Nigeria says wanted crypto boss Arjarwalla is holed up in Kenya

Nadeem Arjarwalla, a British-Kenyan, was earlier detained in connection with an ongoing criminal investigation into Binance’s activities in Nigeria, according to a Reuters News Agency report. [iStockphoto]

Nigerian authorities say they have located Nadeem Arjarwalla, a wanted senior executive with a global cryptocurrency platform, in Kenya. 

Arjarwalla reportedly escaped from Nigerian custody after facing tax evasion charges against his company, Binance, a cryptocurrency exchange.

Nigerian officials are now said to be working with Kenyan authorities to extradite Arjarwalla to Nigeria.

The Binance executive, a British-Kenyan, was earlier detained in connection with an ongoing criminal investigation into Binance’s activities in Nigeria, according to a Reuters News Agency report.

Nigerian media reports quoting the Nigerian government claim that Arjarwalla went into hiding in Kenya after escaping custody.

The Standard had not yet received confirmation from Kenyan authorities or Binance regarding Arjarwalla’s presence in Kenya or their cooperation in the extradition process by press time.

However, Nigerian media outlets reported that the Nigerian government is working with Interpol and Kenyan police to bring Arjarwalla back to face charges.

Arjarwalla arrived in Nigeria in February amid accusations of manipulating the Nigerian currency. He was detained with another Binance executive following a meeting with Nigerian officials.

The country’s Economic and Financial Crime Commission, which led the investigation, slapped the cryptocurrency exchange and its two executives with five counts bordering on money laundering.

However, Anjarwalla reportedly escaped custody on March 22 and was able to board a flight out of the Nigerian capital, Abuja.

Nigeria’s security adviser’s office said it is working with Interpol to go after Anjarwalla, according to local media reports.

Binance in a recent report told Reuters News Agency that it was aware that Anjarwalla was no longer in Nigerian custody and was working with authorities to resolve the issue.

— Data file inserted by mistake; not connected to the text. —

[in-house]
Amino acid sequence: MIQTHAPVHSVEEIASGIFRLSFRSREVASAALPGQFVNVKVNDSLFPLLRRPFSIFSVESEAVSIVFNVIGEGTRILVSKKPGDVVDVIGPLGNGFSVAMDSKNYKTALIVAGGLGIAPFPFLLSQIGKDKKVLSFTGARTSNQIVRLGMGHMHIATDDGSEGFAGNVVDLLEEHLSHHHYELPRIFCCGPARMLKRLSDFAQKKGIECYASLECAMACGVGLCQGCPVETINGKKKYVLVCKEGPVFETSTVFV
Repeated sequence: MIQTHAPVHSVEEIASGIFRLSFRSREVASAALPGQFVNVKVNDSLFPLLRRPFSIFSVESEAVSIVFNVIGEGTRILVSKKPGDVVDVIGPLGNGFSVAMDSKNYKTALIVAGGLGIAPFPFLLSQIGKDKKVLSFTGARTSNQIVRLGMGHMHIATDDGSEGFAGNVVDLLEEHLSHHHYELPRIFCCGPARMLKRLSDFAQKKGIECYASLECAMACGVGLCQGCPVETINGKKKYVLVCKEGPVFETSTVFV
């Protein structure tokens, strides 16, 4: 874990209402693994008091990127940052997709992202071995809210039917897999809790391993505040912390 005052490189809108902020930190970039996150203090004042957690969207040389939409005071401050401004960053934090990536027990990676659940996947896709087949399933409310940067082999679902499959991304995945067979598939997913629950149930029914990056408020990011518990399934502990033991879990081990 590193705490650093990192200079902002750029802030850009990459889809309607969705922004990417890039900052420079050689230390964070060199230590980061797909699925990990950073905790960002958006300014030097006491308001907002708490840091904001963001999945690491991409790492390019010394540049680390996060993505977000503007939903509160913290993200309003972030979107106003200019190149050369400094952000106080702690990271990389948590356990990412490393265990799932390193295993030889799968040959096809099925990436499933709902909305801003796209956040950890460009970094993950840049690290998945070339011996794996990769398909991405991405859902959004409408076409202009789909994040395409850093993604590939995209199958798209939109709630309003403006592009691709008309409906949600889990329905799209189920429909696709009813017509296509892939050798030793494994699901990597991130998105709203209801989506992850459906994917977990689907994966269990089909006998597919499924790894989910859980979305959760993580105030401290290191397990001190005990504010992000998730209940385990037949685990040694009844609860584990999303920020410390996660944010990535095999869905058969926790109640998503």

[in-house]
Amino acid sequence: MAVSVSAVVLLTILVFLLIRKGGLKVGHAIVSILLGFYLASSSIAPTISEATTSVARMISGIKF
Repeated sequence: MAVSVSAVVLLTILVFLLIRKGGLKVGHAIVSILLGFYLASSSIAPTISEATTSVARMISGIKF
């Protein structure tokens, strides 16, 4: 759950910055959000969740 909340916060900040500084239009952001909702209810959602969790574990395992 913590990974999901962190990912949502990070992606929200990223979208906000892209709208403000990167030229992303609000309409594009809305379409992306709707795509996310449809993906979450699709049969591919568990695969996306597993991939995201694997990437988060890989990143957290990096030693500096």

Anjarwalla and Tigran Gambaryan, a US citizen and Binance’s head of financial crime compliance flew to Nigeria following the country’s decision to ban several cryptocurrency trading websites and were detained on arrival on February 26.

A person representing them, who asked not to be named earlier told Reuters that the two officials were being held unlawfully since their detention order expired on March 12, adding that Anjarwalla left Nigeria by lawful means.

“Nadeem left unlawful custody on Saturday 23, he was not being tried by Nigerian courts and has not been informed of any charges against him,” the person told Reuters, according to its news report.

Nigerian authorities had asked a court in Abuja to extend the detention of the two Binance executives after the warrant under which they were initially detained lapsed, according to an earlier report.

Nigeria’s Federal Inland Revenue Service (FIRS) filed a case in Abuja accusing Binance, the world’s largest cryptocurrency exchange, of four counts of tax evasion.

The FIRS charges include non-payment of value-added tax, company income tax, failure to file tax returns, and complicity in helping customers evade taxes through its platform.

Binance said it would stop all transactions and trading in Nigeria’s local currency after March 8 following a country-wide crackdown on crypto exchanges that authorities have blamed for fuelling demand for US dollars on the black market.

The company said it would stop supporting withdrawals and any remaining balances in Nigerian naira would be automatically converted into Tether - a stablecoin whose value is pegged to the US dollar.

Nigeria found itself in a high-profile global spotlight previously when in November 2022, a Nigerian social media influencer who called himself Ray Hushpuppi and flaunted a lavish lifestyle supported by the alleged laundering of millions of dollars was sentenced by an American Court in Los Angeles to more than 11 years in US federal prison.

Hushpuppi, whose real name is Ramon Abbas, was also ordered by a US federal judge to pay $1.7 million in restitution to two fraud victims, according to a statement from the United States Department of Justice.

The convicted fraud, who had built up a large social media following in Nigeria with posts detailing his lavish lifestyle, was extradited from Dubai to the United States in July 2020 to face criminal charges.

Hushpuppi had more than two million Instagram followers before he was arrested.

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